How to Improve Your Financial Health in the New Year
11.15.2022 | Category: Article
Getting healthy in the new year doesn't have to stop with your diet and nutrition. Being financially healthy is just as important as being physically, mentally, and emotionally healthy.
In fact, studies show that being financially secure can help ease mental and emotional distress, as well as prevent physical illness. This should come as no surprise as having a financially sound savings can help you prepare for emergencies, like health issues or home repairs, and alleviate the stress that comes with paying for unexpected purchases.
So, just as you would train to meet your physical fitness goals, it's important to understand your full financial picture before jumping in and make a plan.
1. Assess your savings and spending habits
Just like taking inventory of your fridge and snack cabinets, when getting financially healthy, it's important to take stock of how you save and what you spend your money on. Are there expenditures you could cut down or out? Are there better ways to help your budget go the distance?
Today it’s easier than ever to use online banking and mobile apps to track your financial habits. Could you be spending less on non-essential items to get closer to that big purchase you’ve been eyeing? An app can help you track those trends and see where you can trim your spending.
In addition, it’s smart to have at least three-months salary saved for an emergency. And if there’s anything the recent pandemic and inflation has taught consumers, it’s that at least six-months of savings can be much beneficial when dealing in times of distress.
Evaluate whether you have enough money to get you through an emergency and if there are habits you could curtail to help save some money in your budget. An emergency is much easier to pay for if you’re not extending your credit or having to sacrifice your retirement or investments.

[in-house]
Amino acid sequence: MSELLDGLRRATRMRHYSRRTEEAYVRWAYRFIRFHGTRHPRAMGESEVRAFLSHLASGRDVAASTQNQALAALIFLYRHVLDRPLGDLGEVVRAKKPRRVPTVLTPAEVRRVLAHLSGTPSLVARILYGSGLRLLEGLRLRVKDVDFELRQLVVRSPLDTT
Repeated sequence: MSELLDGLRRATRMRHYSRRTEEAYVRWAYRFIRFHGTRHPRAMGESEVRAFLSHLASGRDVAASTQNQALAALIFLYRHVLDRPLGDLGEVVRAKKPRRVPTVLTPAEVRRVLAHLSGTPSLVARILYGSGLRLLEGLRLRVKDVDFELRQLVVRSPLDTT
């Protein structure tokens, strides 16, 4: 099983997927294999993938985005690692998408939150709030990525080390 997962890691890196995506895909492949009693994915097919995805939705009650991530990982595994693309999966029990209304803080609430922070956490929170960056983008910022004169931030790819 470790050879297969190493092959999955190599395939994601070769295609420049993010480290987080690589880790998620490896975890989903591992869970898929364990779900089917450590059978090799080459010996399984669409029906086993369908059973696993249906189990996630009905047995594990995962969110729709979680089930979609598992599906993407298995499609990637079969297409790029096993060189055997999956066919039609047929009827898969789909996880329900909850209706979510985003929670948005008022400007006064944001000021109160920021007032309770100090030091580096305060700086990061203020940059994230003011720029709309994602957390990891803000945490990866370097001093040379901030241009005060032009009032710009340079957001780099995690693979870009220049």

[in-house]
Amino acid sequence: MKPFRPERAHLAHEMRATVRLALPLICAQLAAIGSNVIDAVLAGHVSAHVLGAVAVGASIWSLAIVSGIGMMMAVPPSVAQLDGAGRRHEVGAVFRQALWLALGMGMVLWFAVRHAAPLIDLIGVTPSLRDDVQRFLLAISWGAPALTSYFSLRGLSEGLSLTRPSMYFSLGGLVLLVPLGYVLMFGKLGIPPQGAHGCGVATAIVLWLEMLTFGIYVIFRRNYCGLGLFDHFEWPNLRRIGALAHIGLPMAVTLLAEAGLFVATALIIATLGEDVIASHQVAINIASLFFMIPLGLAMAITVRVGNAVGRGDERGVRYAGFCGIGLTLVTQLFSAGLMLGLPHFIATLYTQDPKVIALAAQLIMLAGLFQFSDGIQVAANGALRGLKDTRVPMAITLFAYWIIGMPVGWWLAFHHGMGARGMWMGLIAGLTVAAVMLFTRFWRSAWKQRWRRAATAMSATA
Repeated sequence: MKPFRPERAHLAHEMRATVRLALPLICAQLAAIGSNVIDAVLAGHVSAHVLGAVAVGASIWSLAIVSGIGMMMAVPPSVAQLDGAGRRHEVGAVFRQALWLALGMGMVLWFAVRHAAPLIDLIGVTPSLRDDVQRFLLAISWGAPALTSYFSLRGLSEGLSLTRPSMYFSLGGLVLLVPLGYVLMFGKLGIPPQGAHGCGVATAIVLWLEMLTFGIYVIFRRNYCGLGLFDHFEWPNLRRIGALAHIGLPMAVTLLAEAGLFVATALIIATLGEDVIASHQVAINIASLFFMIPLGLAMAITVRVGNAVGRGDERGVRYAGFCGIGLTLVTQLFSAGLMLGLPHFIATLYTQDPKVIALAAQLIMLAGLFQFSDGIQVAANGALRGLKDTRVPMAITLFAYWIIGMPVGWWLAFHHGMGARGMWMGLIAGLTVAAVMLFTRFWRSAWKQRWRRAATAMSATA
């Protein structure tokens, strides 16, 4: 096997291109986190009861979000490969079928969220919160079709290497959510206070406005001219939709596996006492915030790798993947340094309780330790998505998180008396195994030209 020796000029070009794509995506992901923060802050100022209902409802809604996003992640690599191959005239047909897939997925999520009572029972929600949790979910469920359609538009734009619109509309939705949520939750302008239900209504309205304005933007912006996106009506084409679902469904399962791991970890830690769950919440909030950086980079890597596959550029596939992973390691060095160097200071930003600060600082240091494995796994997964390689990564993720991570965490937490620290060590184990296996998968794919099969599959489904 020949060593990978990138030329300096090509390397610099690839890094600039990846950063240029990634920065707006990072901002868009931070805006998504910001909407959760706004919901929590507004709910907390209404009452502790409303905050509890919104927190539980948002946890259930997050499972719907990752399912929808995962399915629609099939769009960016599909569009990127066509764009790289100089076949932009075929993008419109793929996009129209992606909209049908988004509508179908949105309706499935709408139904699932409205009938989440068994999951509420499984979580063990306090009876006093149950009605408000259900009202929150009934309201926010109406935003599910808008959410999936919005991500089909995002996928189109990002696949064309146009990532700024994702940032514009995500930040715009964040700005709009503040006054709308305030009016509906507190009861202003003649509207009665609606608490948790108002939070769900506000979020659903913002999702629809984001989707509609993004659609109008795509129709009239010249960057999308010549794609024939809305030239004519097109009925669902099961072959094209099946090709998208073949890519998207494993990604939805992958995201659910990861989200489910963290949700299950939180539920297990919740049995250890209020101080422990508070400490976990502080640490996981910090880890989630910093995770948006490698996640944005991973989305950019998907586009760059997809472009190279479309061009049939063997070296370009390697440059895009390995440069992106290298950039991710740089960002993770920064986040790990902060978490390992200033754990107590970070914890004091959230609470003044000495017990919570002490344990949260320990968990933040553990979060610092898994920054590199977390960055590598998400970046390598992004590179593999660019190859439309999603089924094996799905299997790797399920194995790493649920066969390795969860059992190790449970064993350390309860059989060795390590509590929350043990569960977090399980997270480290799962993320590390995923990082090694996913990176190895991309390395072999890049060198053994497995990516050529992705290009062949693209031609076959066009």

2. Check and know your credit score
Each of the three major credit bureaus, Experian™, Equifax®, and TransUnion®, are required to provide a free copy of your credit report at least once a year for free under the Fair Credit Reporting Act (FCRA). Consumers can go to AnnualCreditReport.com to check the information included in your credit report and for a limited time, credit users can access their credit report weekly.
Your credit score is a numerical calculation based on your payment habits, utilization rate, credit history, inquiries, and your credit mix. Each of these are weighted a little differently with the most important factors being how often you pay on time and how much of your available credit you use.
If you have a high credit utilization ratio, make a plan to pay down your debts so that you can avoid paying interest. This will also help increase your credit score and help you qualify for better credit card and lending conditions.
Many lenders, including credit card companies and banking institutions, also provide their consumers with a free credit score. You can often request to receive a copy of your credit report along with your credit score when you apply for credit as well.
3. Set goals that help you stretch your dollar further
Similar to training for a race or competition, you're going to want to push yourself out of your comfort zone. When getting financially fit, you'll want to be realistic about setting your goals while also stretching yourself.
If after assessing your savings, spending, and credit habits you realize you could be a little more aggressive toward meeting your goals, you should reach for them.
This is especially true if you're looking to make a big lifestyle change like buying a home, paying for college or planning for retirement. It’s never too early to start planning for life’s big goals and every little step cunts toward the finish lines.
Whether your New Year's resolution is to pay down debt, or make a big purchase, getting financially fit is an important first step toward meeting your goals.
If buying a new home is one of your New Year's resolutions, contact Mutual of Omaha. Our loan specialists can walk you through your financial options to help you make a plan for making your New Year's resolutions a reality.